PIPING Legend Henry James Denyer who made Lisburn his home almost 20 years ago passed away recently after a short illness.
Harry as he preferred to be known was a familiar figure in the city where he settled after spending many years in London.
His death came just two years after he received what he regarded as his greatest 'prize' - the silver Balvenie Medal for Services to Piping.
This was presented at Blair Atholl, Pitlochry following renditions by the world's top ten players during the Glenfiddich Competition.
Harry knew them all and they gave him a rousing time at the following Ceilidh.
Many in the piping world regarded it as a fitting tribute that just one week after his death Alistair Dunn was the first Northern Ireland piper to take a gold medal at the Blair Atholl Competition.
It was a measure of the esteem in which Harry was held that two of the world's top pipers - Roddy McCleod and William McCallum Junior - flew to Northern Ireland as soon as they heard of his passing to play as his coffin arrived at Roselawn Crematorium.
Earlier his great friend Pipe Major Jimmy Knox played 'The Mist Covered Mountains' at Harry's home in Lisburn and following the ceremony at Roselawn the Pipe Major took some of Harry's remains to his beloved Blair Atholl.
Harry's roots lay in Sandy Row. He was born in Blythe Street, his mother being a Belfast woman and his father a Londoner.
The family had planned to emigrate to Canada after his brother George was born but the sudden death of his mother put an end to this and father and sons returned to London.
Harry's father found it hard to obtain work and he often recalled how his grandmother who had never gone further than Belfast City Centre travelled to London alone and brought them back to Belfast where she took care of them.
Harry was introduced to bagpipes at the age of eight while a member of the Church Lads Brigade.
During his teens he was founder member of the Robert Armstrong Memorial JP Pipe Band and as he was the oldest he was voted in as Pipe Major.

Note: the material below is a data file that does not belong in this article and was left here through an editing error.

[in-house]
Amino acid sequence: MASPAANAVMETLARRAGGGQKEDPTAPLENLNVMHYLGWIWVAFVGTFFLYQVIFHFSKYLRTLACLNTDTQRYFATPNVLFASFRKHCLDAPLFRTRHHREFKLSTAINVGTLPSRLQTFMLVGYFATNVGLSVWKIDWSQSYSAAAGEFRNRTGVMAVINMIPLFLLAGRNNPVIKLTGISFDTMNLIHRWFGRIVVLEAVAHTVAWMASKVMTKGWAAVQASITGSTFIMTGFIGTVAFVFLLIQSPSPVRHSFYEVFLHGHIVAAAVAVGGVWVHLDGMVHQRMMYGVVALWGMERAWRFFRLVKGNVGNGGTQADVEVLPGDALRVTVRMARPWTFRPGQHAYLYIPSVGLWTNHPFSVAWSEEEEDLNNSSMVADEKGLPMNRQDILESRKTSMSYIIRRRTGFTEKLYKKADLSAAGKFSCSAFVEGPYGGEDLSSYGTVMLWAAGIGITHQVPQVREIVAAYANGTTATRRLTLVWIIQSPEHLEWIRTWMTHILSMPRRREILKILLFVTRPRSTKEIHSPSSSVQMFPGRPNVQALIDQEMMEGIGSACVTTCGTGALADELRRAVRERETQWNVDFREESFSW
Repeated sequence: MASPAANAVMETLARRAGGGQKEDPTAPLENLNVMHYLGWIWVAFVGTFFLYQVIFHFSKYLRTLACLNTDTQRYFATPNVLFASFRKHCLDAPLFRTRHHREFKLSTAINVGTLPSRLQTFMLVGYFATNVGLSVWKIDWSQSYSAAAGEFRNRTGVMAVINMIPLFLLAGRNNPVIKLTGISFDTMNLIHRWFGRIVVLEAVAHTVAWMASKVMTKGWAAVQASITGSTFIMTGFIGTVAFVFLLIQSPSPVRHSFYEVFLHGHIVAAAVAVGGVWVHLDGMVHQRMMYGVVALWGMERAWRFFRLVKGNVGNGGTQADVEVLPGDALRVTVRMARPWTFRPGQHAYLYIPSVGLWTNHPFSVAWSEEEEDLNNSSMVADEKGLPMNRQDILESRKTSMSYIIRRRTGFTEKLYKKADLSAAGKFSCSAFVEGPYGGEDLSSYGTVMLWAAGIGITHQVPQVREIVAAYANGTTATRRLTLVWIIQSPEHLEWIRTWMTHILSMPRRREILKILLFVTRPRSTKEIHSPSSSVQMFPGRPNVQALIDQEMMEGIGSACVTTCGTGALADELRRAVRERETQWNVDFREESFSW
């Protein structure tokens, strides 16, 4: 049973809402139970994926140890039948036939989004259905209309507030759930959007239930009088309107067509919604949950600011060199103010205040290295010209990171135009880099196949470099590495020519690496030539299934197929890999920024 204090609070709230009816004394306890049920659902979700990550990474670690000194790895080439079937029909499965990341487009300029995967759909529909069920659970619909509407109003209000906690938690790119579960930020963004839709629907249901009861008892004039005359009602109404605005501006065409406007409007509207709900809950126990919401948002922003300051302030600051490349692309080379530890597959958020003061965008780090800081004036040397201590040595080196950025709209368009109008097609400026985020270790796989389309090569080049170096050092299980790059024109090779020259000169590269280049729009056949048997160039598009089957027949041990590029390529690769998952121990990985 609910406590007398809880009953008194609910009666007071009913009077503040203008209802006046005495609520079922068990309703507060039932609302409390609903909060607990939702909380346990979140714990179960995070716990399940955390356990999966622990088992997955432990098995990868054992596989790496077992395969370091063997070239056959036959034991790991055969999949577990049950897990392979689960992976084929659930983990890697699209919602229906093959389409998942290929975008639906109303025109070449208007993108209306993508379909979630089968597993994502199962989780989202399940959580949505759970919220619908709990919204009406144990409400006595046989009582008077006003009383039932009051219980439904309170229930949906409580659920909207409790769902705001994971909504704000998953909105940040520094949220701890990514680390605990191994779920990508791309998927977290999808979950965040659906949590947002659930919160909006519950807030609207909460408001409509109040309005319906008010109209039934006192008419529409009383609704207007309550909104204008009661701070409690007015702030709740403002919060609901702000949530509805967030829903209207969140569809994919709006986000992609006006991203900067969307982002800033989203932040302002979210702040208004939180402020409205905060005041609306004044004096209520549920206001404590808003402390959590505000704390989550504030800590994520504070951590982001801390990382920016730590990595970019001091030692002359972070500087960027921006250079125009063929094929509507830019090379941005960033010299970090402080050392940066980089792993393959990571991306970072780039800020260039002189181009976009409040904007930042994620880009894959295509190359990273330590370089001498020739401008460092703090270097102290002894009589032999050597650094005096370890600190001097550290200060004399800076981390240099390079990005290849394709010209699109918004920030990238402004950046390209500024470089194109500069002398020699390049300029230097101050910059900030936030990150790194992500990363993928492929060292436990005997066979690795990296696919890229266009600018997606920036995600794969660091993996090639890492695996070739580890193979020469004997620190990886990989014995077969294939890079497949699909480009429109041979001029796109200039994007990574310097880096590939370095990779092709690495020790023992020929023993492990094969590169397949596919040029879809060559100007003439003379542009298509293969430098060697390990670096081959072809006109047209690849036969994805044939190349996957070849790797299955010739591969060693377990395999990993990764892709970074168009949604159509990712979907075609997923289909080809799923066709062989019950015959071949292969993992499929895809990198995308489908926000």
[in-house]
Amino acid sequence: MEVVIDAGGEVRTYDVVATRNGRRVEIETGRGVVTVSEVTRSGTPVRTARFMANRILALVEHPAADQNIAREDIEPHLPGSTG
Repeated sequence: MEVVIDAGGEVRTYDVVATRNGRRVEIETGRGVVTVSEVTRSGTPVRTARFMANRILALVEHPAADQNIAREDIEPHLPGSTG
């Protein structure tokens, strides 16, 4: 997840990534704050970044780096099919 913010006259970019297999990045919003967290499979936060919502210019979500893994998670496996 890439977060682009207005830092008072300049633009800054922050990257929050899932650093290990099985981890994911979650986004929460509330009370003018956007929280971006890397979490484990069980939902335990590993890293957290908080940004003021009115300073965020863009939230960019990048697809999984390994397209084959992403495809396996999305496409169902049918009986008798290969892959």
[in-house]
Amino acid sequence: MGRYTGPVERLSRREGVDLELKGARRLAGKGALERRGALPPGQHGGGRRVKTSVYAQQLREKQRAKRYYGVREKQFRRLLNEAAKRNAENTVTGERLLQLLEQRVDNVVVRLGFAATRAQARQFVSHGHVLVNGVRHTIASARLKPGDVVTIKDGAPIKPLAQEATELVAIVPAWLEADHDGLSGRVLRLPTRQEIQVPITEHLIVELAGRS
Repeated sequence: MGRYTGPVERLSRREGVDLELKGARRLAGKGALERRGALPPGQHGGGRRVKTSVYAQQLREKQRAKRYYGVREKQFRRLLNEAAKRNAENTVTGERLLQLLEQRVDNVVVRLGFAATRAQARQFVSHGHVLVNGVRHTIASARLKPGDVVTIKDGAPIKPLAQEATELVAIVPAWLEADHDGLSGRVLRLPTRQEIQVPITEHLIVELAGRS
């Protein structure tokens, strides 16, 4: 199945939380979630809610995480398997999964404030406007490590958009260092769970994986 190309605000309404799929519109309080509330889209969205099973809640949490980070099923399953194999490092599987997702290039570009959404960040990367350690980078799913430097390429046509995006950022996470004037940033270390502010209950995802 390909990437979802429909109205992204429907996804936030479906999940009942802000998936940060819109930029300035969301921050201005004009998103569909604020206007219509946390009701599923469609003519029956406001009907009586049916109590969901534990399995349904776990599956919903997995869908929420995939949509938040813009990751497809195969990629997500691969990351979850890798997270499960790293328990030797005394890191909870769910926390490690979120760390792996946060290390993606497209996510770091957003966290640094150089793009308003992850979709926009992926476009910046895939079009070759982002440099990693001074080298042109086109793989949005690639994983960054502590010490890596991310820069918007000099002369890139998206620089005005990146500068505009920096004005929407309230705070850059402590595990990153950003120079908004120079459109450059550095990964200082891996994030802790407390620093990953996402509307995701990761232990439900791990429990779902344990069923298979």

Within a year he had started to win prizes and as he became older he turned his sights to solo piping, Ceol Mor and Piobaireachd (the classic music for pipes).
In 1955 he entered the competition at the Cowall Games (Dunoon) but despite not being placed won the Cup for best dressed piper causing much amusement as he claimed most of his kit was borrowed.
Harry was indentured to Harland and Wolff where he served his time as a Mechanical Engineer.
He worked for Rolls Royce and for London Transport while continuing to go forward for competitions and winning many prizes in Scotland and England.
Harry was also involved in the film industry where he was asked to take on the role of double for Gordon Jackson in 'The Hasty Heart'.
He played the pipes in 'Whisky Galore' and '90 Days to Peking'. He sat through the latter film on many occasions to watch the 'massed pipes and drums' at the end and often fell about laughing as he was the only piper along with a lone drummer. The rest were provided by technology. His knowledge of the classic pipes took him into teaching and judging competitions while still playing.
He was a popular member of the Scottish Piping Society of London and on his decision to return to Northern Ireland in 1987 was presented with a silver buckle and belt which were never far from his sight.
At home in Lisburn he lectured and tutored the bands of the Ninth UDR and Second RIR Battalions for almost 12 years.
In 1989 he and his close friend James McDonald of Dromore formed the first Scottish Piping Society of Ulster to promote the solo playing of Piobaireachd, marches, spey and reels.
But despite receiving sponsorship from Grants Distillers sadly the society folded in 1995.
This may have happened because this disciplined type of piping was in its infancy in Northern Ireland.
But during its six year existence the Society gave many people a taste for this particular form of playing.